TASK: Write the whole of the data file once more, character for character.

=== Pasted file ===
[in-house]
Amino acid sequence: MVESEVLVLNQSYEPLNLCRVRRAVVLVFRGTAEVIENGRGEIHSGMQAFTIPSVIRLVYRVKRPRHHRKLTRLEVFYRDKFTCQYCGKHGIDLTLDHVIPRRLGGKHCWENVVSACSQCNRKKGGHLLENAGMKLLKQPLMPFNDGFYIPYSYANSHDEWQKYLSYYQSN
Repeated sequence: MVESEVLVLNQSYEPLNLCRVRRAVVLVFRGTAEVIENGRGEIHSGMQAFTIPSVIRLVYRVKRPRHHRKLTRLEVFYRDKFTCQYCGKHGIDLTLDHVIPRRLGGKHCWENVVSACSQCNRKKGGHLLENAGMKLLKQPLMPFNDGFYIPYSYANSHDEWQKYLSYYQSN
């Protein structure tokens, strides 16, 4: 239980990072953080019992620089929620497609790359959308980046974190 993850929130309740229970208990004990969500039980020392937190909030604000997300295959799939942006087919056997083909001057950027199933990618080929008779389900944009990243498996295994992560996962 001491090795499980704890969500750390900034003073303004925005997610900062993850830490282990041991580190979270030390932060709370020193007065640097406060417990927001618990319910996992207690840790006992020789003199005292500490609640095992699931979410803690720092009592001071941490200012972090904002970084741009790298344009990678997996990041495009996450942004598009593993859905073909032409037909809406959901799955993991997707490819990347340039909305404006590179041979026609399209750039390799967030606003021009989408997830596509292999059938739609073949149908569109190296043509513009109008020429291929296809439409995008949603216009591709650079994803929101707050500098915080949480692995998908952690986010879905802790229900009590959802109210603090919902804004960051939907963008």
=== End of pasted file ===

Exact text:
[in-house]
Amino acid sequence: MVESEVLVLNQSYEPLNLCRVRRAVVLVFRGTAEVIENGRGEIHSGMQAFTIPSVIRLVYRVKRPRHHRKLTRLEVFYRDKFTCQYCGKHGIDLTLDHVIPRRLGGKHCWENVVSACSQCNRKKGGHLLENAGMKLLKQPLMPFNDGFYIPYSYANSHDEWQKYLSYYQSN
Repeated sequence: MVESEVLVLNQSYEPLNLCRVRRAVVLVFRGTAEVIENGRGEIHSGMQAFTIPSVIRLVYRVKRPRHHRKLTRLEVFYRDKFTCQYCGKHGIDLTLDHVIPRRLGGKHCWENVVSACSQCNRKKGGHLLENAGMKLLKQPLMPFNDGFYIPYSYANSHDEWQKYLSYYQSN
């Protein structure tokens, strides 16, 4: 239980990072953080019992620089929620497609790359959308980046974190 993850929130309740229970208990004990969500039980020392937190909030604000997300295959799939942006087919056997083909001057950027199933990618080929008779389900944009990243498996295994992560996962 001491090795499980704890969500750390900034003073303004925005997610900062993850830490282990041991580190979270030390932060709370020193007065640097406060417990927001618990319910996992207690840790006992020789003199005292500490609640095992699931979410803690720092009592001071941490200012972090904002970084741009790298344009990678997996990041495009996450942004598009593993859905073909032409037909809406959901799955993991997707490819990347340039909305404006590179041979026609399209750039390799967030606003021009989408997830596509292999059938739609073949149908569109190296043509513009109008020429291929296809439409995008949603216009591709650079994803929101707050500098915080949480692995998908952690986010879905802790229900009590959802109210603090919902804004960051939907963008």